1. Interpretation 25%
· What is the interpretation?
· Is the interpretation clearly, precisely, and evocatively conveyed?
2. Use of evidence 25%
· Is the evidence from the Berkeley Folk Festival archive linked to the interpretation effectively and precisely?
· Does the project deepen a reader’s understanding of the evidence from the archive?
· Does the project effectively draw upon additional primary sources?
3. Use of secondary material 25%
· Does the project effectively and compellingly link its interpretation and evidence to secondary materials?
· Does it explain existing interpretations cogently?
· Does it demonstrate clearly what is important about its intervention in the existing questions, debates, and dilemmas of scholarly understanding?
4. Use of the digital 25%
· Does the project make innovative use of digital tools, capacities, technologies, and design to communicate its interpretation?
· Does it do so conceptually?
· Was the project able to implement this technology effectively?
NOTE: Citations and Bibliographic Requirements
Your digital project should include an integration or section that lists credits and citations. These should include secondary sources (authors, titles, publications, dates) and any photographic credits you can locate. You may use Chicago Manual of Style as a rough guide for citation formats, but use common sense as well. Your task is to give your reader access to the sources you made use of in a clear and concise way and to credit ideas and materials you draw upon.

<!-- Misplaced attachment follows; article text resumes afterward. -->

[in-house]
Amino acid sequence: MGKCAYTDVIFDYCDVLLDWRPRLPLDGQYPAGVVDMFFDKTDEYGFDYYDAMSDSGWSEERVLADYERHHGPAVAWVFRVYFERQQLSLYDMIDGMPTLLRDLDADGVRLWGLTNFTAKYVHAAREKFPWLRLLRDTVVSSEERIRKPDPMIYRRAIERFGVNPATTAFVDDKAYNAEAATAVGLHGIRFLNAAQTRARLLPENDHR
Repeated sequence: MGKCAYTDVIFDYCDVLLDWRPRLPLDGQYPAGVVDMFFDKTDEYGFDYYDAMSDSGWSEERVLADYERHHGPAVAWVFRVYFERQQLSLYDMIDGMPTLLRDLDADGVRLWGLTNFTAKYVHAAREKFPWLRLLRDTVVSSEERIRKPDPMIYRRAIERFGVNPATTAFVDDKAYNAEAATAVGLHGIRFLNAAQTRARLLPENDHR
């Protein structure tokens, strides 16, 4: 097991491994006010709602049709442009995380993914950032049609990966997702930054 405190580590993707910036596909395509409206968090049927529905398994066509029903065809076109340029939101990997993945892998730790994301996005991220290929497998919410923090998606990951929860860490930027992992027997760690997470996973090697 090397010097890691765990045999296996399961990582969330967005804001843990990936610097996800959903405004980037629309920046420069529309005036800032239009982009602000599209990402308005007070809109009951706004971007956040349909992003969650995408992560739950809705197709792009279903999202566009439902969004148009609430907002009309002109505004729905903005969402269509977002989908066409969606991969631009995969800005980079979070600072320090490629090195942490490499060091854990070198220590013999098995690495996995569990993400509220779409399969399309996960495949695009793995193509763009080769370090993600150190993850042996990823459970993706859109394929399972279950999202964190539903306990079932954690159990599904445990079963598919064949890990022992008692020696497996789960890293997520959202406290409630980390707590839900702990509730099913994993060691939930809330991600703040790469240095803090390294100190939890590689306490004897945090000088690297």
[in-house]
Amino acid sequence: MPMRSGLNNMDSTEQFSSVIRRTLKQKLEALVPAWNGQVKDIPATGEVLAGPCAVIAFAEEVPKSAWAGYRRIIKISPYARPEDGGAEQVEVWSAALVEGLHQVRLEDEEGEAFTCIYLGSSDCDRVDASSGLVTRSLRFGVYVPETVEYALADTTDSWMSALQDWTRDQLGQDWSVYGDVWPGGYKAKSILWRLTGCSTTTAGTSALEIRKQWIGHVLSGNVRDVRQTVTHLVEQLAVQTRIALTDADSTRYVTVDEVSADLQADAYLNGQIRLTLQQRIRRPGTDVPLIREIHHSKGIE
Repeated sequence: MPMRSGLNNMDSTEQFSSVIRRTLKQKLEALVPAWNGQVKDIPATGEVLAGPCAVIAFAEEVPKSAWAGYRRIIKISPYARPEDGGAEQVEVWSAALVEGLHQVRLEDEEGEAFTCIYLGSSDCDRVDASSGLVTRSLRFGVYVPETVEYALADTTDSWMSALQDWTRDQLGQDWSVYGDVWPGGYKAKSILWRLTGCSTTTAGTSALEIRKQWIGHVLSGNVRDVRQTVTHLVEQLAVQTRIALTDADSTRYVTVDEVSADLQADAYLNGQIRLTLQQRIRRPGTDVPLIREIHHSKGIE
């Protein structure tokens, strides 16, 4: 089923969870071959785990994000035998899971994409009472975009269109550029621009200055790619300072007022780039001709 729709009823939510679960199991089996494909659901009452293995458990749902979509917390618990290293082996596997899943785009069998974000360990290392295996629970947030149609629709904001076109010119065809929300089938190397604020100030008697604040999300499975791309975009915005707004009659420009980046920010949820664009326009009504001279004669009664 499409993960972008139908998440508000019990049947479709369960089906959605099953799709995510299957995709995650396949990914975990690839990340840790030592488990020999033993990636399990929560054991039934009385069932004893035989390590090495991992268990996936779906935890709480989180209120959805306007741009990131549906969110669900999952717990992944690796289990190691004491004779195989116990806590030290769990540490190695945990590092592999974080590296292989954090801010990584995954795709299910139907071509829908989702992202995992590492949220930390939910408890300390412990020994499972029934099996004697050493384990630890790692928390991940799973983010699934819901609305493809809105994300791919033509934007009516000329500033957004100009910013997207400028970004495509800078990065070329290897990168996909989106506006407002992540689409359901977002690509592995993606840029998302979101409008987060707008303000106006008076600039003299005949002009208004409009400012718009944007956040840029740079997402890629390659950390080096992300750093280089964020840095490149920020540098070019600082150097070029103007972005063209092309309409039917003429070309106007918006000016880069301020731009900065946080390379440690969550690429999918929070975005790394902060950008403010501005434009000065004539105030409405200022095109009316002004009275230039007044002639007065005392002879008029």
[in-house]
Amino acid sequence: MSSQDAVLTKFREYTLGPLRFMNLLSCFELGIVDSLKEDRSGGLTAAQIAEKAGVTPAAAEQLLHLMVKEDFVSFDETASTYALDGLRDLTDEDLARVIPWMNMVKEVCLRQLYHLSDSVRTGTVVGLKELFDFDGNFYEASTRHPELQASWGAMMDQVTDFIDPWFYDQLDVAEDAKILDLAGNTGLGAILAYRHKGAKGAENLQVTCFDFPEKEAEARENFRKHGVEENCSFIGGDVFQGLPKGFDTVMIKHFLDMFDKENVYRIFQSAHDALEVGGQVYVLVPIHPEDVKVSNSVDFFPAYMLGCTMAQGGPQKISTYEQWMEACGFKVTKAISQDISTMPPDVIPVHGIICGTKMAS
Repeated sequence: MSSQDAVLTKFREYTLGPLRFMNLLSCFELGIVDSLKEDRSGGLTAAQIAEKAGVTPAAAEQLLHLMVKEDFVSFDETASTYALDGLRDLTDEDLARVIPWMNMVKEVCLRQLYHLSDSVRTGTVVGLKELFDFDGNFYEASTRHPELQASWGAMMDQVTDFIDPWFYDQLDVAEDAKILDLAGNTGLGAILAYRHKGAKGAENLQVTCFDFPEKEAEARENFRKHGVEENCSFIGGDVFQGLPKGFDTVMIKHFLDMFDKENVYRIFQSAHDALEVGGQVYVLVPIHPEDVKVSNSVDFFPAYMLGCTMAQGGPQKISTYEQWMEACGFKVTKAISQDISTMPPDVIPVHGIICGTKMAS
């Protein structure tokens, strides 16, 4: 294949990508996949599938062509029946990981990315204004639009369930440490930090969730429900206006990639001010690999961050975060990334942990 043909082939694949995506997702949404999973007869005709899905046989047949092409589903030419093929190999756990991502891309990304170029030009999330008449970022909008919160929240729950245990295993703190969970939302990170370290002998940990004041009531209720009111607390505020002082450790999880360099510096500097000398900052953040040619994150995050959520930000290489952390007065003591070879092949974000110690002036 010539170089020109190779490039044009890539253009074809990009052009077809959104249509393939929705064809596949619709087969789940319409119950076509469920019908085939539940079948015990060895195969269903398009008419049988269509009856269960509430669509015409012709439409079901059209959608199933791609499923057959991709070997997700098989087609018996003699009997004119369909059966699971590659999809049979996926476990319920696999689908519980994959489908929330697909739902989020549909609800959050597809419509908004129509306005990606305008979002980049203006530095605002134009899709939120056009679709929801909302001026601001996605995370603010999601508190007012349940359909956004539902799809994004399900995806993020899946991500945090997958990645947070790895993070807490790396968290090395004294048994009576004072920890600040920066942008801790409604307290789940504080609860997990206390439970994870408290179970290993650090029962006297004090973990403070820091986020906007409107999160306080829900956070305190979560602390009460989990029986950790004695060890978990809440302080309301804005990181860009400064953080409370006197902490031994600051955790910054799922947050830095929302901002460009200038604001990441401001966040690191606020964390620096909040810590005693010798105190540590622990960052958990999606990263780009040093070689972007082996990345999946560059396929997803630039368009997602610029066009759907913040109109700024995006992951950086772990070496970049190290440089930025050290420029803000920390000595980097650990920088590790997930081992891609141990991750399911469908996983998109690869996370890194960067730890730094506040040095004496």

FINAL ESSAY. 20% of final grade. Due 6/8.
Your final analytic essay should be 5-6 pages, double-spaced, 12-point font size, standard margins. It should consist of a “hook” introduction (a vignette or brief explanation to grab a reader’s attention) followed by a fully-developed thesis statement. Each paragraph should begin with a topic sentence, and link its evidence precisely to the claims or subpoints being made. Paragraphs should end with a transition sentence that leads clearly to the next paragraph. Your essay should end with a conclusion that summarizes and effectively extends the argument put forward. It should include citations and a bibliography (Chicago Manual of Style preferred).
The essay should contain compelling explanations of:
· What the interpretation in your digital history project is.
· What primary evidence you draw upon from the Berkeley Folk Festival and elsewhere.
· How that evidence links to your interpretation.
· Why your interpretation is significant in relation to the larger relevant secondary literature.
· How your use of the digital offered deeper insights into the historical materials, interpretation, and secondary literature.
1. Interpretation 30%
· Is the interpretation compelling and convincing?
2. Use of evidence 15%
· Does the essay draw upon relevant evidence from the Berkeley Folk Festival archive?
· Does the essay draw effectively upon evidence from elsewhere?
· Does the essay show how this evidence relates to its interpretation effectively?
3. Use of secondary literature 15%
· Does the essay make a convincing and precisely articulated intervention in the existing secondary literature on a specific aspect of the folk music revival or related topic?
4. Connections to the Digital 15%
· Does the essay explain its use of digital tools, technology, design, or capabilities effectively?
· Does the essay show how its use of the digital effectively probes the evidence?
· Does the essay show how its use of the digital deepens its interpretation?
5. Communication 25%
· Does the essay clearly and precisely explain its thesis, using vivid and accurate language?
· Does the essay convincingly link evidence to interpretation?
· Does the essay compellingly and precisely show how its interpretation relates to the existing secondary literature?
· Does the essay compellingly explain its use of the digital in relation to the evidence, interpretation, and secondary literature?